Of all the beautiful chateaux along the Loire, Chenonceau, built in 1513, is the one I have visited and loved the most. Which is why I can always go back again to walk that grand gallery over the Cher river, delight in the exquisite floral arrangements in each room, and read about the rivalry of Catherine de Medici and Diane de Poitiers and visit their competing gardens.Their iron, but very feminine, fists in their velvet gloves always preserved Chenonceau in times of conflict and war.
This year with my six-year-old granddaughter as my tour guide, I visited places in the 70 hectares that I had never seen before–the Maze, the extensive greenhouses and gardens where the flowers for those beautiful displays are grown and arranged (did I think they call 1-800-FLOWERS ??), the stables, the XVI century farm, and the historic display of the chateau’s use as a military hospital during World War I.
Very often it’s not the grand vistas but the intricate details that are most remembered from our travels. Enjoy this array of exquisite bits of flotsam and jetsam from my travels in England and France.
From the flower market on Île de la Cité to Le Tour Eiffel peaking through the trees to the irises at a bed and breakfast in Amboise to pink tulips in the garden at Chenonceau and its wisteria covered cottage to a colorful array of tulips behind Notre Dame to touches of color at Villandry to the spring green of the cloisters at Mont Saint-Michel and, finally, to the sacred grounds of Normandy.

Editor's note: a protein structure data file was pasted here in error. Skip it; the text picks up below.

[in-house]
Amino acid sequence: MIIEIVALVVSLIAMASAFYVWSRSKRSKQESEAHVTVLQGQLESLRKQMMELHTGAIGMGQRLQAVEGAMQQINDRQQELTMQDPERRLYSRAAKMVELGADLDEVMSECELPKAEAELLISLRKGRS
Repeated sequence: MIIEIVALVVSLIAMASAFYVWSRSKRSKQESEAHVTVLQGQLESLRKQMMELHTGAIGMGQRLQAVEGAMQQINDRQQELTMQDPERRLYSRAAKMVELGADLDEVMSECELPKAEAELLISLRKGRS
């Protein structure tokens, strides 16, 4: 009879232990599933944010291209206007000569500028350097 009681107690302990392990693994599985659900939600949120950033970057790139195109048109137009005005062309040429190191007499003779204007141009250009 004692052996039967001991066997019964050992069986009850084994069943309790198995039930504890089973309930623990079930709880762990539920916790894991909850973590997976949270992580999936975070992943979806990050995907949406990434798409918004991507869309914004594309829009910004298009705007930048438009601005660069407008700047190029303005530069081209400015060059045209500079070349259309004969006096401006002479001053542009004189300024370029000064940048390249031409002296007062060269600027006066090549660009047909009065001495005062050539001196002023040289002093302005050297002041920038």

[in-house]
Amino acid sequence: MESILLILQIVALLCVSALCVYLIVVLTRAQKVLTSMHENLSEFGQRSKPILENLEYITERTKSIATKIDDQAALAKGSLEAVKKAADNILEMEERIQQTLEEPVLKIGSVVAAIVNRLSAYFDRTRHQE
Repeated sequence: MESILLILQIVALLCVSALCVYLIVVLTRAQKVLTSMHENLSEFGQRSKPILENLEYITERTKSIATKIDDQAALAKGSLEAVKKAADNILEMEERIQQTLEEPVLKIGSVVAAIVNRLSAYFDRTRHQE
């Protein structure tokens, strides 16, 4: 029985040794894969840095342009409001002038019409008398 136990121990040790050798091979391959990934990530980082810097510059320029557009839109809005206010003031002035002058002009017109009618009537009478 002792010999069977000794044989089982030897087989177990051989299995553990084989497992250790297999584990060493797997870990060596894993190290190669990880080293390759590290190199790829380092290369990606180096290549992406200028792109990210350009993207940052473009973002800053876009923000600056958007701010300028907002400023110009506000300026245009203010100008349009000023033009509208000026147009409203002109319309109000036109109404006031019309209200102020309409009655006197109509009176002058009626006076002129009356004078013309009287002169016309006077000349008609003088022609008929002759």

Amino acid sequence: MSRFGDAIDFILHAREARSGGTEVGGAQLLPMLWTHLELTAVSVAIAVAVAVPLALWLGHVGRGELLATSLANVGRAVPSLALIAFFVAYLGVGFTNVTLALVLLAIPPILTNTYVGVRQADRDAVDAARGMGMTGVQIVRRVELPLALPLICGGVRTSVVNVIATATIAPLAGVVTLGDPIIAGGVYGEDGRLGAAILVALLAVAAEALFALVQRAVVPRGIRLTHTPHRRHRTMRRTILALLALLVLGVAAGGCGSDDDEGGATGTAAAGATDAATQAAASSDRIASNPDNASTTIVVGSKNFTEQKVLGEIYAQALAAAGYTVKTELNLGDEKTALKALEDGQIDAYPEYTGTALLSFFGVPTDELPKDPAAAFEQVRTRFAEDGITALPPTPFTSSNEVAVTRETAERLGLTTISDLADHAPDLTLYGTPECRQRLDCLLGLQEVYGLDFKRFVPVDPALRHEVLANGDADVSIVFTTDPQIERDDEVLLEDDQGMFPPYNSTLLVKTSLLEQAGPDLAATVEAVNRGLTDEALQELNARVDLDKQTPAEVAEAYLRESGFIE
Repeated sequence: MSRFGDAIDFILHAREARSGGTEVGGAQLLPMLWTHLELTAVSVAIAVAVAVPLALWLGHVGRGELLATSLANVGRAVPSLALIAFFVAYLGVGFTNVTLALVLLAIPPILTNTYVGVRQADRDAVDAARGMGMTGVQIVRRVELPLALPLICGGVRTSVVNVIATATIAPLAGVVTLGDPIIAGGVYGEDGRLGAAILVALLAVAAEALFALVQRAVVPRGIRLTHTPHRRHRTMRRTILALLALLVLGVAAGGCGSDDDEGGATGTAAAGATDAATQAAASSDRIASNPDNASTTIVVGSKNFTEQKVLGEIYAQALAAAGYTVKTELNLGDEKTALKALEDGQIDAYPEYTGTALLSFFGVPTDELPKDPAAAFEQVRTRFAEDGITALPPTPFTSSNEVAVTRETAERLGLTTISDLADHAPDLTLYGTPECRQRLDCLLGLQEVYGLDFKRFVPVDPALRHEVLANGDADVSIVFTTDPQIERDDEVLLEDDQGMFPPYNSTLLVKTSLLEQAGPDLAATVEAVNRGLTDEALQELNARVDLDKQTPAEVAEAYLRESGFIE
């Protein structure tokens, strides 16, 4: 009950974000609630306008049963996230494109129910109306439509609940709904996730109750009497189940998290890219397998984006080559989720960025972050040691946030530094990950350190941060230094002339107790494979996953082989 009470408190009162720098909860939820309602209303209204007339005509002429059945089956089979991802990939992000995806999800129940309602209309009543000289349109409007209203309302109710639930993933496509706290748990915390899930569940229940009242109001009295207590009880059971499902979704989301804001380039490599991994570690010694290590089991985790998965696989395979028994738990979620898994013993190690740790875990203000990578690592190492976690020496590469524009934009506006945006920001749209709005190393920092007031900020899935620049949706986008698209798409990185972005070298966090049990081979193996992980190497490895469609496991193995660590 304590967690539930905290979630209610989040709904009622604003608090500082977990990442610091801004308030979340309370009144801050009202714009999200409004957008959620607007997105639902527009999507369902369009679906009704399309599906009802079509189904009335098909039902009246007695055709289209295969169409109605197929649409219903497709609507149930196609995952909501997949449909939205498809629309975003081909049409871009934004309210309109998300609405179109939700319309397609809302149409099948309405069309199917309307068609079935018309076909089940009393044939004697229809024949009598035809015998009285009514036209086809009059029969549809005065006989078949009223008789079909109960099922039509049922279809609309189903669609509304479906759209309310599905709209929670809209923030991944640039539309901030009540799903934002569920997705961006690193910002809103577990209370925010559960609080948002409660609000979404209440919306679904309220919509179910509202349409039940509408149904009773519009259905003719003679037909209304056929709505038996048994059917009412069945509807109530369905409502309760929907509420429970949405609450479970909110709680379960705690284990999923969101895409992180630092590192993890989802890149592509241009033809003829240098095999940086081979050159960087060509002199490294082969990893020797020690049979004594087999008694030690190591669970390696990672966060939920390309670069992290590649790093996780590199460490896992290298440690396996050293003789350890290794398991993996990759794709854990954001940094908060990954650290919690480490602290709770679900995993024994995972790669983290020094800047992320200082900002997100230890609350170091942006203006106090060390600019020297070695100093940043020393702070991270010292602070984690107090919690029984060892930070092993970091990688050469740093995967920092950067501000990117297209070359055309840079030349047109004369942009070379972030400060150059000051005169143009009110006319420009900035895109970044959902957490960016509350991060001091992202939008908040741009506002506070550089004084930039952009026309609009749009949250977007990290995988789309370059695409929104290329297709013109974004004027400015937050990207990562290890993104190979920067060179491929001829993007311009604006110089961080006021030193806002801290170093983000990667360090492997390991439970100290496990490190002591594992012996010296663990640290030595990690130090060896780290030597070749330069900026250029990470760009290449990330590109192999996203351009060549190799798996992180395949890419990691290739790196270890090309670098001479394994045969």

I have visited Chenonceau three times. The first time with my daughter in the dead of winter. I was doing my motherly “duty” and visiting her during her first year of living abroad in France. The program that was to help her find a job didn’t work out and she was on her own, finding both friends and employment. We spent over a week staying in three different chateaux and visiting many of the rest.
But Chenonceau always stuck in my mind with its graceful arched bridge spanning the River Cher. It was commissioned by Diane de Poitiers, the mistress of Henry II in 1555 who also oversaw the planting of extensive flower and vegetable gardens. Set along the banks of the river, but buttressed from flooding by stone terraces, the exquisite gardens were laid out in four triangles.
After King Henry II died in 1559, his strong-willed widow Catherine de’Medici and forced Diane to exchange it for the Château Chaumont and made Chenonceau her own favorite residence, adding a new series of gardens. Only is France will women complete over the same man with dueling gardens!